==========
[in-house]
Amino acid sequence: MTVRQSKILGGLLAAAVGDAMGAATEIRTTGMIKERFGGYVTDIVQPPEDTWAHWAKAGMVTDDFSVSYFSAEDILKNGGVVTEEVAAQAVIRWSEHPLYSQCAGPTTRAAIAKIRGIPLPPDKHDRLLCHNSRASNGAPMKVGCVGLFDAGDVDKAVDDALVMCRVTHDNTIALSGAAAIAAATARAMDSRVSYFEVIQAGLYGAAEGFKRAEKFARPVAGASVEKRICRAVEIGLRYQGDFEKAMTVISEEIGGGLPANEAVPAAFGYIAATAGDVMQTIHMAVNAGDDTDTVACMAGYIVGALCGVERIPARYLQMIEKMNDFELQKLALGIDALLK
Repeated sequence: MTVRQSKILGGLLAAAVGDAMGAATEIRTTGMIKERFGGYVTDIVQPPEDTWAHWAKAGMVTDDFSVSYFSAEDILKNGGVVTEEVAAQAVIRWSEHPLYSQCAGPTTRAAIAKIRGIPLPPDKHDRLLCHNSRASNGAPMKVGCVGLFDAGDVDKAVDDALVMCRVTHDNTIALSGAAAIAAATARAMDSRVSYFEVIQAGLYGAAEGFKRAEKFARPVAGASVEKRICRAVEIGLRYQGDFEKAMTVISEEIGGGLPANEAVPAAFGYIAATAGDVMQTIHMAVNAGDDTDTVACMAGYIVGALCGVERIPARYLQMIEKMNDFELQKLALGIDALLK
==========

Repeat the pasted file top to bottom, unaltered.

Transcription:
[in-house]
Amino acid sequence: MTVRQSKILGGLLAAAVGDAMGAATEIRTTGMIKERFGGYVTDIVQPPEDTWAHWAKAGMVTDDFSVSYFSAEDILKNGGVVTEEVAAQAVIRWSEHPLYSQCAGPTTRAAIAKIRGIPLPPDKHDRLLCHNSRASNGAPMKVGCVGLFDAGDVDKAVDDALVMCRVTHDNTIALSGAAAIAAATARAMDSRVSYFEVIQAGLYGAAEGFKRAEKFARPVAGASVEKRICRAVEIGLRYQGDFEKAMTVISEEIGGGLPANEAVPAAFGYIAATAGDVMQTIHMAVNAGDDTDTVACMAGYIVGALCGVERIPARYLQMIEKMNDFELQKLALGIDALLK
Repeated sequence: MTVRQSKILGGLLAAAVGDAMGAATEIRTTGMIKERFGGYVTDIVQPPEDTWAHWAKAGMVTDDFSVSYFSAEDILKNGGVVTEEVAAQAVIRWSEHPLYSQCAGPTTRAAIAKIRGIPLPPDKHDRLLCHNSRASNGAPMKVGCVGLFDAGDVDKAVDDALVMCRVTHDNTIALSGAAAIAAATARAMDSRVSYFEVIQAGLYGAAEGFKRAEKFARPVAGASVEKRICRAVEIGLRYQGDFEKAMTVISEEIGGGLPANEAVPAAFGYIAATAGDVMQTIHMAVNAGDDTDTVACMAGYIVGALCGVERIPARYLQMIEKMNDFELQKLALGIDALLK